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Multi-Cultural Colombia

With towering Andean summits,

a pristine Caribbean coastline, obscure and less visited Amazon jungles, pre-Columbian architecture and a plethora of multi-cultural communities, Colombia flaunts the greatest hits all in one country. 

 

CARTAGENA

Over 30 nations and territories lie on the Caribbean Sea. The undisputed crown jewel of the region is Cartagena. Expansionistic remnants showcase a step back to Spanish-colonial times. Leisurely stroll and get lost in the city’s Unesco 

 

World Heritage Site fortified inner walled citadel, savoring its historical past. Take a romantic horse and buggy ride,  walk past magnificent churches, stately monasteries, and opulent mansions with potted flowers on overhanging balconies. 

 

GETSEMANI

Juxtaposed to the walled city is the bustling barrio of gritty Getsemani, the polar opposite of the lavish Old Town. Meander its vivacious streets lined with umbrellas in alleys and painted murals on walls. 

 

After 7 pm, the animated Plaza de la Trinidad is the central gathering turf. On the weekend raucous nightlife transpires well into the wee hours. Listen to local muscians perform at Plazuela del Pozo.

 

TAKE A DAY TOUR

Visitors to Colombia can visit its nearly 30 protected Caribbean Islands. Escape the swarming city for crystal clear green-blue waters and white sandy beaches. The Islas del Rosario’s most famous beach is Playa Blanca.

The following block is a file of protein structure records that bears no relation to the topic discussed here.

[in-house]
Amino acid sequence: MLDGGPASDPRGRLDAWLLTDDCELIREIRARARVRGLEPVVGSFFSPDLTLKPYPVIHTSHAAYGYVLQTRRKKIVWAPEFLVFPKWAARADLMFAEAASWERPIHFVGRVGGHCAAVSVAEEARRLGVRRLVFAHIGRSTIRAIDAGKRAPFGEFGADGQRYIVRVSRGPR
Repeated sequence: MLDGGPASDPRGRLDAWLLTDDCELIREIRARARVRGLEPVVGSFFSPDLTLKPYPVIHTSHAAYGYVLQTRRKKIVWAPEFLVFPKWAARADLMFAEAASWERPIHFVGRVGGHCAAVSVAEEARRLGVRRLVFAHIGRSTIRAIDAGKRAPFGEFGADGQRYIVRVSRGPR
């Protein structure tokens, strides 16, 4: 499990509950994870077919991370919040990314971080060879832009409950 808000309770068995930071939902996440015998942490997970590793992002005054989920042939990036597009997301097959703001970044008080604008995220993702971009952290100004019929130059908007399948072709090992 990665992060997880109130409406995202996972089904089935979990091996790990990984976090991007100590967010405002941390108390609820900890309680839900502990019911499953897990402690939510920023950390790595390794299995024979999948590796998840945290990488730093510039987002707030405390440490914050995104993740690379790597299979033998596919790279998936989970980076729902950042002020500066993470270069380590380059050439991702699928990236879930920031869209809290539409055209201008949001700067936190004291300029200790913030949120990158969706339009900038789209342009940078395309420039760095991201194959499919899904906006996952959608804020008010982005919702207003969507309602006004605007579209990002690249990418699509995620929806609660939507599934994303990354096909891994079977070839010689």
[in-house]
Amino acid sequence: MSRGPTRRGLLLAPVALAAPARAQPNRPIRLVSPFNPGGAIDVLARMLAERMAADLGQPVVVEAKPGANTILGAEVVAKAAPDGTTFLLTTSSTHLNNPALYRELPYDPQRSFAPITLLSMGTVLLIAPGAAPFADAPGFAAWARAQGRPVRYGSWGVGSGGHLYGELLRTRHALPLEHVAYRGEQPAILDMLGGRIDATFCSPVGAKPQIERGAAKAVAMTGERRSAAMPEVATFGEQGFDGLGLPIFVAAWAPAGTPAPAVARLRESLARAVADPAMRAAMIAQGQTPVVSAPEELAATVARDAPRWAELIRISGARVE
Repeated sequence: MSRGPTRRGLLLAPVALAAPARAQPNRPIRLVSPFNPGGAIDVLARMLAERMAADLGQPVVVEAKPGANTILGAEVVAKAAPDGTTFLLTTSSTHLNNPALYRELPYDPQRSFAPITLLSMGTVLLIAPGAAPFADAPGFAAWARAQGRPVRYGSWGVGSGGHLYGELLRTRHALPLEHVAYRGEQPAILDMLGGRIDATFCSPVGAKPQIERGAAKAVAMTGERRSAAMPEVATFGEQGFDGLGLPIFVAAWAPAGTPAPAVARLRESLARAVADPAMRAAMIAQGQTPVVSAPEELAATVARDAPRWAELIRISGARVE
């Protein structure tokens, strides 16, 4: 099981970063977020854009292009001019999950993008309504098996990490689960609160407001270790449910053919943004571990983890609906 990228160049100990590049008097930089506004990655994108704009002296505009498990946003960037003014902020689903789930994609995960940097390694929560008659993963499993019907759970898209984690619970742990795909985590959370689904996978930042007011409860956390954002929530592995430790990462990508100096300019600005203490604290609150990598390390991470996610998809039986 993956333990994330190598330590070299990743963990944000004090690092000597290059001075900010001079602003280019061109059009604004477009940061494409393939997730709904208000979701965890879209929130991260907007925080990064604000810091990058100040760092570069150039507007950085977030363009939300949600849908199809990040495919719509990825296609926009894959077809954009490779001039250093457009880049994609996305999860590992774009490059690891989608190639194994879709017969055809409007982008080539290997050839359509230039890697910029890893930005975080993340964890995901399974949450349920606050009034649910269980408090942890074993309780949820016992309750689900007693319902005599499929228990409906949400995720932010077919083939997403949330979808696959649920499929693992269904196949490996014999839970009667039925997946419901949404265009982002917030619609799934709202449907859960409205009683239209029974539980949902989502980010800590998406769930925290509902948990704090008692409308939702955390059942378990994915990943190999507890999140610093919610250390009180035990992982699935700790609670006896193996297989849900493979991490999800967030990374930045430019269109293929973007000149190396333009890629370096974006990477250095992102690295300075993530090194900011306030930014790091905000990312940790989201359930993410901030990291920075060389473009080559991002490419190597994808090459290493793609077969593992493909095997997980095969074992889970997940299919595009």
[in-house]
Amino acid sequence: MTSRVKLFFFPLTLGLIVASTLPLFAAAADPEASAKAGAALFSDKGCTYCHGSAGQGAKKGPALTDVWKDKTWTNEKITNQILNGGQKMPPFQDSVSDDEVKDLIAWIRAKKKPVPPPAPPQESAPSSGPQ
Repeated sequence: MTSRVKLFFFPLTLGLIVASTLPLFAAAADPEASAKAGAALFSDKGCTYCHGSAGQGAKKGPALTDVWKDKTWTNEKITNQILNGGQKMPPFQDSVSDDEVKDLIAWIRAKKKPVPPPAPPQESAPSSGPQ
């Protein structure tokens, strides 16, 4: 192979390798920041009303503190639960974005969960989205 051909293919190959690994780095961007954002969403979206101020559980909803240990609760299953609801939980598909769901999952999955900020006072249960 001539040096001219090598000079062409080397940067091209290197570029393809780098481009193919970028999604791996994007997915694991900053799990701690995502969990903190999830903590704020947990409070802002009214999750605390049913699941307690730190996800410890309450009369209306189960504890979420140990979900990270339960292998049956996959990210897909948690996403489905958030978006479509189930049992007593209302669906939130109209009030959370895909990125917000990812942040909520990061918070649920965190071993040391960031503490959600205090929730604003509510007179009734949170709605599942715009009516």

The day trip also includes a stopover on Baru Island which was part of the mainland by the Canal del Dique. Have lunch on the island,  take a swim and search for souvenirs at local shops.  

 

SAFER THAN EVER

Think back to 1988 when Time Magazine asserted that Colombia’s second-largest city, after its capital of Bogota, Medellin, was “the most dangerous city in the world.” Today, you’ll find a city brimming with life. Hometown icon, sculptor, and painter Fernando Botero donated over 22 of his gargantuan statues to his native city, which occupies the aptly named Plaza Botero. In the plaza, you’ll also find the Museum of Antioquia housing pre-Colombian artifacts.

 

Comuna 13, once considered one of the most dangerous neighborhoods in the world, is now one of the “can’t miss” tourist attractions. Tourists climb the graffiti-lined enclave for a glimpse into local life. Street artists paint colorful murals and pictures of everyday life. With tourism comes a sense of pride in the once run-down neighborhood. 

 

Beneath the green-hills backdrop of Antioquia is the city’s most trendy and buzziest hub of El Podlado. Many visitors choose to stay in the fashionable and most affluent barrio known for its growing art scene, excellent dining options, boutique shopping, and pulsating nightlife. In El Poblado, coffee aficionados flock to Cafe Velvet, Urbania Cafe, and the family owned Peramino. 

 

Visit the multi-hued murals in the country’s most charming hamlet of Guatape, located two hours from the city center to climb the 700 steps to the top of towering El Penol rock along with a boat tour of the surrounding turquoise reservoir and finger lake. 

 

WHERE TO STAY

Casa San Agustin is a small boutique hotel located within the confines of the old town. A chic property with a colorful style and sensibility evokes its 17th-century Caribbean past. Its 20 ornate guestrooms and 10 suites display wood-beamed ceilings along with the amenities of a contemporary modern abode.

 

The trendsetting, innovative, technology-driven Click-Clack Hotel in El Poblado with its efficient design and leafy-green vertical gardens is a definite stand-out, a reflection of Medellin’s modern future. 

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